Thirdly, the company believes in partnerships – it seeks to achieve mutual goals through collaborations, thereby avoiding duplication of resources and obtaining better value from its investment where possible. For example, Mr Steendijk cites ForFarmers’ R&D alliances with Agrifirm and Nutreco at the NIC research centre in Holland.
At the operational level, achieving the vision means focusing on the right segments in a changing market. Mr Steendijk says ForFarmers wants to work with those skilled farmers who are adapting to new ideas and technologies – in a capital intensive industry, its future lies in supporting those farmers who are investing time and resources to stay in the industry. It can provide nutrition advice and benchmarking, informed with R&D findings but adapted to an individual farm’s circumstances.
Secondly, the total feed business concept means the company will continue to move from just supplying compound feeds. It is already handling a sizeable volume of other feed materials and grass and forage crop inputs, but sees growth potential in some market segments such as young animal diets. Again, it can meet some of these goals through partnerships with other companies – Mr Steendijk says there are no plans to invest capital in building capacity where it already exists – for example in seed production. “Our expertise is advising and applying solutions, not trying to replicate supply chains,” he stresses.
The ‘One ForFarmers’ strategy to unite legacy and acquired businesses under a single culture is well underway, through a program of identifying centres of excellence and integrating them across the whole business.
Meanwhile, the group is focussed on further growth through acquisition. With tight cost control, a €300m credit facility and little debt, it is able to act on the right opportunities to grow, either by bolting-on scale to existing operations or expanding into new country markets.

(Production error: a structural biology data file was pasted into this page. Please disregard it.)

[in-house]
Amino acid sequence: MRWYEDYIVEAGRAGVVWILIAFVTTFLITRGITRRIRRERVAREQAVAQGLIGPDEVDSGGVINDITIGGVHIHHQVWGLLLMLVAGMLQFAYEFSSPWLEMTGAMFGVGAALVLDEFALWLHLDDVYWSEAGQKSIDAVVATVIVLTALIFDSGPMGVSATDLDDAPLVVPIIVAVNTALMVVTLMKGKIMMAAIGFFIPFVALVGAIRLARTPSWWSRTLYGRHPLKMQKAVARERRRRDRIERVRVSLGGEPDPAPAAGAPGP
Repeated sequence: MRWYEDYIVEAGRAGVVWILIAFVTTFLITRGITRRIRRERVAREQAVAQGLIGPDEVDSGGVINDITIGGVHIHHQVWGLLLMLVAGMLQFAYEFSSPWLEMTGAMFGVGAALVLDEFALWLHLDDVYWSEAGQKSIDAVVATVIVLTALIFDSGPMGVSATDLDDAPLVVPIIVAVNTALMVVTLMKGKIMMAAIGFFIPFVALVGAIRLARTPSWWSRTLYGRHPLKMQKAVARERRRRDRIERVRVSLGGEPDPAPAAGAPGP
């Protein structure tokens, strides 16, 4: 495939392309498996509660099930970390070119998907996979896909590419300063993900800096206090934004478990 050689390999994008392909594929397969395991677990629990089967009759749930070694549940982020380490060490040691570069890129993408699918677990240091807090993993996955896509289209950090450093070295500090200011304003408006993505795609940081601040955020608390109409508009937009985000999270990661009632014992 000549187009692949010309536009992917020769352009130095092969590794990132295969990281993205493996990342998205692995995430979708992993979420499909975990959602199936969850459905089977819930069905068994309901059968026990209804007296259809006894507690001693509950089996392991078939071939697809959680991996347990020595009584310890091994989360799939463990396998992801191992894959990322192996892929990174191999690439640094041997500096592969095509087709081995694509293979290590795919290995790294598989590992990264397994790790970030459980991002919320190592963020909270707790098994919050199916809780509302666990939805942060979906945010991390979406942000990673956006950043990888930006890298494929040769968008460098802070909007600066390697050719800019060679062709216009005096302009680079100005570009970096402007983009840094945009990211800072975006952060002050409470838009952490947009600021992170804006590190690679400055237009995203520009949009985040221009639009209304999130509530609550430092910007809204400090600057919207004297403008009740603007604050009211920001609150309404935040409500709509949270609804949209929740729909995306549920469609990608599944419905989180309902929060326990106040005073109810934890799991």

ForFarmers seeks to takethe market leading or second position in each country market where it operates. It has achieved this in the Netherlands and UK, but can improve the ranking in Germany and Belgium of the four countries where it currently has a presence. As well as gaining economies of scale, and the critical mass to have an effective production footprint, acquisitions also are a means to bringing more of the right quality people into the business to help it meet customer objectives. In turn, this allows the company to give better employment conditions, and career prospects which are important to attract and retain staff.
The company is still looking to grow in the UK, says Mr Steendijk. It has invested significantly in the business since 2012 through upgrading existing facilities and through four acquisitions - Dairy Direct, HST Feeds, Wheyfeed and, last December, the former Countrywide feed and forage business. The business now has 12 compound mills, 6 blend plants and the Dry Moist and Liquid (DML) division handling over 1m tonnes of co-products, straights and microingredients each year.
ForFarmers regards the UK as a key European market, with opportunity for further growth. Mr Steendijk describes the UK as a cornerstone of the ForFarmers group. It is also an exporter of talent to the group – as well as Ian Gardiner on the ForFarmers board as chief operating officer for the UK region, Steven Reade is director of purchasing, formulation and pricing while Chris Wrigglesworth has become Group head of IT.
In conclusion, the value chain strategy looks to broaden ForFarmers’ operational scope from just selling feed products to becoming the total feed business, says Mr Steendijk. This will be achieved through a closer relationship with both suppliers and customers in aiming for a “greater share of the livestock stomach” even if this means promoting forages – but grown using ForFarmers inputs.
Compound feeds are becoming a smaller part of the overall mix as sales of other products increase, while the growing DML co-products operation helps the business meet its sustainability and environmental objectives. The end game is to become a preferred business partner for farm customers, not just a feed supplier, states Mr Steendijk.